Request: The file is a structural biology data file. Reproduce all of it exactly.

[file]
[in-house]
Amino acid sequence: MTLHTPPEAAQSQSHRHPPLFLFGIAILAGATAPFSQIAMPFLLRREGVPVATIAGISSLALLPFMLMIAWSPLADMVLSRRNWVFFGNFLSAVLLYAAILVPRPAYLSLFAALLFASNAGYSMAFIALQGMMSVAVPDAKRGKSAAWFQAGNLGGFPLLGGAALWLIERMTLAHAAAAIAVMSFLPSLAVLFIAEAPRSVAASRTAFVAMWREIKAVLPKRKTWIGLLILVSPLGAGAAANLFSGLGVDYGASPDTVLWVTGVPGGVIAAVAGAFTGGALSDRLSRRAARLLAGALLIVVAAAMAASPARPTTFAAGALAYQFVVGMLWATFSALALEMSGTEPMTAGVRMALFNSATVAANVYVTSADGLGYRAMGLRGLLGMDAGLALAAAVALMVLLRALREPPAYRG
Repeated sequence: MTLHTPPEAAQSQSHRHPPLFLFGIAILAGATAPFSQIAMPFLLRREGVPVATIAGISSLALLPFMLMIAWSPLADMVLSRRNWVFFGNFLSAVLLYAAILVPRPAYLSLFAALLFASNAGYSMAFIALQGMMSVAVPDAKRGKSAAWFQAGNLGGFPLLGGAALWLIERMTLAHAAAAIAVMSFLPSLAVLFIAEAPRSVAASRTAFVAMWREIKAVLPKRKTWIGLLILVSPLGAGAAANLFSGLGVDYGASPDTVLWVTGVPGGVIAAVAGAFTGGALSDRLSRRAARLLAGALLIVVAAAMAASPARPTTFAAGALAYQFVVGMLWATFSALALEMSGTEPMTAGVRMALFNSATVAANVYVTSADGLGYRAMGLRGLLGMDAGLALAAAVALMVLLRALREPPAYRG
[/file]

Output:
[in-house]
Amino acid sequence: MTLHTPPEAAQSQSHRHPPLFLFGIAILAGATAPFSQIAMPFLLRREGVPVATIAGISSLALLPFMLMIAWSPLADMVLSRRNWVFFGNFLSAVLLYAAILVPRPAYLSLFAALLFASNAGYSMAFIALQGMMSVAVPDAKRGKSAAWFQAGNLGGFPLLGGAALWLIERMTLAHAAAAIAVMSFLPSLAVLFIAEAPRSVAASRTAFVAMWREIKAVLPKRKTWIGLLILVSPLGAGAAANLFSGLGVDYGASPDTVLWVTGVPGGVIAAVAGAFTGGALSDRLSRRAARLLAGALLIVVAAAMAASPARPTTFAAGALAYQFVVGMLWATFSALALEMSGTEPMTAGVRMALFNSATVAANVYVTSADGLGYRAMGLRGLLGMDAGLALAAAVALMVLLRALREPPAYRG
Repeated sequence: MTLHTPPEAAQSQSHRHPPLFLFGIAILAGATAPFSQIAMPFLLRREGVPVATIAGISSLALLPFMLMIAWSPLADMVLSRRNWVFFGNFLSAVLLYAAILVPRPAYLSLFAALLFASNAGYSMAFIALQGMMSVAVPDAKRGKSAAWFQAGNLGGFPLLGGAALWLIERMTLAHAAAAIAVMSFLPSLAVLFIAEAPRSVAASRTAFVAMWREIKAVLPKRKTWIGLLILVSPLGAGAAANLFSGLGVDYGASPDTVLWVTGVPGGVIAAVAGAFTGGALSDRLSRRAARLLAGALLIVVAAAMAASPARPTTFAAGALAYQFVVGMLWATFSALALEMSGTEPMTAGVRMALFNSATVAANVYVTSADGLGYRAMGLRGLLGMDAGLALAAAVALMVLLRALREPPAYRG